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Thomas E. Eickhoff, Tiffany M. Heng-Moss, and Frederick P. Baxendale

The chinch bug, Blissus occiduus Barber, has been documented as a serious pest of buffalograss, Buchloë dactyloides (Nutall) Engelmann, and zoysiagrass, Zoysia japonica Steudel, turf grown in the Midwest. In addition to these two warm-season turfgrasses, several other warm-season grasses, including bermudagrass, Cynodon dactylon (L.) Pers., may also be at risk of B. occiduus infestations. This research evaluated selected bermudagrass and zoysiagrass cultivars for resistance to B. occiduus. Eleven zoysiagrass and four bermudagrass cultivars were evaluated for resistance to B. occiduus using no-choice studies under greenhouse conditions. Based on turfgrass damage ratings, the zoysiagrasses ‘Diamond’, ‘Zoro’, and ‘Emerald’, and bermudagrass ‘Mini Verde’ were identified as moderately resistant to B. occiduus. The zoysiagrasses ‘Zenith’, ‘Meyer’, and ‘Crowne’, and bermudagrasses ‘Tifway 419’ and ‘Tifsport” were characterized as highly to moderately susceptible to B. occiduus. These results provide the first report of resistance to B. occiduus in zoysiagrass and bermudagrass germplasm.

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Desalegn D. Serba, Osman Gulsen, Bekele G. Abeyo, Keenan L. Amundsen, Donald J. Lee, P. Stephen Baenziger, Tiffany M. Heng-Moss, Kent M. Eskridge, and Robert C. Shearman

Hybridization and selection has been one of the methods used to generate turfgrass cultivars in buffalograss improvement. Three half-sib populations were developed by crossing three buffalograss female genotypes, NE 3296, NE 2768, and NE 2769, with NE 2871, a male genotype, to 1) investigate the pattern of genetic variability generated for turfgrass characteristics through hybridization; 2) assess the effect of parental change on the level of genetic variability generated in a buffalograss diploid population; and 3) predict the performance of a progeny generated from two heterozygous parents for turfgrass performance. The four parents and 20 random F1 progeny selected from each population were established in 2006 at the John Seaton Anderson Turfgrass Research Facility located near Mead, NE. A randomized complete block design (RCBD) was used with the progeny nested in the crosses. A visual rating scale of 1–9 was used to evaluate the population. Mean population lateral spread, genetic color, density, and turfgrass quality from early summer to fall ranged from 3.5 to 4.5, 7.1 to 7.9, 6.9 to 8.1, and 5.2 and 6.8, respectively. There were significant differences among the crosses and the parents for all the traits studied except quality in June and August. The progeny nested within crosses differed for turfgrass genetic color and quality. Best linear unbiased prediction (BLUP) indicated a high improvement potential for turfgrass lateral spread and spring density in NE 2768 × NE 2871 and for turfgrass genetic color in NE 3296 × NE 2871. From these findings, it can be concluded that hybridization breeding is a worthwhile approach for generating and identifying transgressive segregants for specific buffalograss traits.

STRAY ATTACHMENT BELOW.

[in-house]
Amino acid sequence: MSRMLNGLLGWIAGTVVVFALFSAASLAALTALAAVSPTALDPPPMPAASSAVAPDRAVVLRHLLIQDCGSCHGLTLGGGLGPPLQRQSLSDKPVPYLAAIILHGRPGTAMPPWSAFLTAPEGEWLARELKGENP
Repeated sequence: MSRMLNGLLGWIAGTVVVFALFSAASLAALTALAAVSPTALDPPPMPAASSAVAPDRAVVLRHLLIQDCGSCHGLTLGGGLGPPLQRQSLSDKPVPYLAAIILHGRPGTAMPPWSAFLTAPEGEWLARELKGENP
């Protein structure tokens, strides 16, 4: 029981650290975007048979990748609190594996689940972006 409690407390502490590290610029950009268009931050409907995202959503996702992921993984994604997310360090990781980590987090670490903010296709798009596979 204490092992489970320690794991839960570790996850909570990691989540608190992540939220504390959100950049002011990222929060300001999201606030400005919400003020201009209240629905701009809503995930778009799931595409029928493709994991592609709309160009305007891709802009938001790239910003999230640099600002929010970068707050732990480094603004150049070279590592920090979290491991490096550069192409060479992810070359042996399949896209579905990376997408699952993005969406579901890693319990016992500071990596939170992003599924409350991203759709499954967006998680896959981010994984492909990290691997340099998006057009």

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Songul Severmutlu, Nedim Mutlu, Ercan Gurbuz, Osman Gulsen, Murat Hocagil, Osman Karaguzel, Tiffany Heng-Moss, Robert C. Shearman, and Rock E. Gaussoin

There is a dearth of information about turfgrass drought resistance and adaptation in the Mediterranean region of Turkey. Turfgrass managers in this region need this information to help them make informed decisions regarding turfgrass selection and management. This research was conducted to assess the drought resistance of bermudagrass (Cynodon dactylon), buffalograss (Buchloe dactyloides), bahiagrass (Paspalum notatum), seashore paspalum (Paspalum vaginatum), zoysiagrass (Zoysia japonica), centipedegrass (Eremochloa ophiuroides), and tall fescue (Lolium arundinaceum) under Mediterranean conditions of Turkey. The study was conducted at two locations, Antalya and Mersin, and was repeated in 2006 and 2007 at both locations. One year after establishment, the turfs were subjected to drought stress for 90 days, which was followed by resumption of irrigation for recovery of the turf. Percentage leaf firing, turfgrass quality, and percent green shoot recovery were recorded. There were inter and intraspecies differences detected for percentage leaf firing and shoot recovery. Bermudagrass, bahiagrass, and buffalograss exhibited superior drought resistance as demonstrated by lower leaf firing and better shoot recovery values when compared with other species studied. Centipedegrass and zoysiagrass demonstrated a high leaf firing and very poor shoot recovery, whereas zoysiagrass and tall fescue were unable to recover from the drought stress in the sandy soil. Results showed that ‘SWI-1045’ (Contessa®) and ‘SWI-1044’ bermudagrass and ‘Cody’ buffalograss possessed superior drought resistance with acceptable turfgrass quality up to 30 days under drought stress that can be used for water-efficient turf management under the Mediterranean environment.